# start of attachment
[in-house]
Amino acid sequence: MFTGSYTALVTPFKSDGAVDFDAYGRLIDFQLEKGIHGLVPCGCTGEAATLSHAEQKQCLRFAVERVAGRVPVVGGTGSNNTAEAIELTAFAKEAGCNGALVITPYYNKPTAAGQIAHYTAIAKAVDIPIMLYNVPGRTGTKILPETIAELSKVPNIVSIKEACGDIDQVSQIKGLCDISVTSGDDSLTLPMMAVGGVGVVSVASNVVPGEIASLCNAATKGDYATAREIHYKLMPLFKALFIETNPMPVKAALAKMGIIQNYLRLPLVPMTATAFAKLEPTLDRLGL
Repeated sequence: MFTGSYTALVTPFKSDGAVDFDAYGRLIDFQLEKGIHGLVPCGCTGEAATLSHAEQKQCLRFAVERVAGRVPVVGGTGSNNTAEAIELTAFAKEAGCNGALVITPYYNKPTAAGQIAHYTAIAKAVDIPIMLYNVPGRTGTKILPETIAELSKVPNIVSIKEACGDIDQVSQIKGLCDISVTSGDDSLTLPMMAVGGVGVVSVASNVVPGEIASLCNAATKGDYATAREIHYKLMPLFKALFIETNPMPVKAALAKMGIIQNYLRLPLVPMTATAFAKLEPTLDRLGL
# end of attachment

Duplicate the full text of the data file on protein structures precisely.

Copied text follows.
[in-house]
Amino acid sequence: MFTGSYTALVTPFKSDGAVDFDAYGRLIDFQLEKGIHGLVPCGCTGEAATLSHAEQKQCLRFAVERVAGRVPVVGGTGSNNTAEAIELTAFAKEAGCNGALVITPYYNKPTAAGQIAHYTAIAKAVDIPIMLYNVPGRTGTKILPETIAELSKVPNIVSIKEACGDIDQVSQIKGLCDISVTSGDDSLTLPMMAVGGVGVVSVASNVVPGEIASLCNAATKGDYATAREIHYKLMPLFKALFIETNPMPVKAALAKMGIIQNYLRLPLVPMTATAFAKLEPTLDRLGL
Repeated sequence: MFTGSYTALVTPFKSDGAVDFDAYGRLIDFQLEKGIHGLVPCGCTGEAATLSHAEQKQCLRFAVERVAGRVPVVGGTGSNNTAEAIELTAFAKEAGCNGALVITPYYNKPTAAGQIAHYTAIAKAVDIPIMLYNVPGRTGTKILPETIAELSKVPNIVSIKEACGDIDQVSQIKGLCDISVTSGDDSLTLPMMAVGGVGVVSVASNVVPGEIASLCNAATKGDYATAREIHYKLMPLFKALFIETNPMPVKAALAKMGIIQNYLRLPLVPMTATAFAKLEPTLDRLGL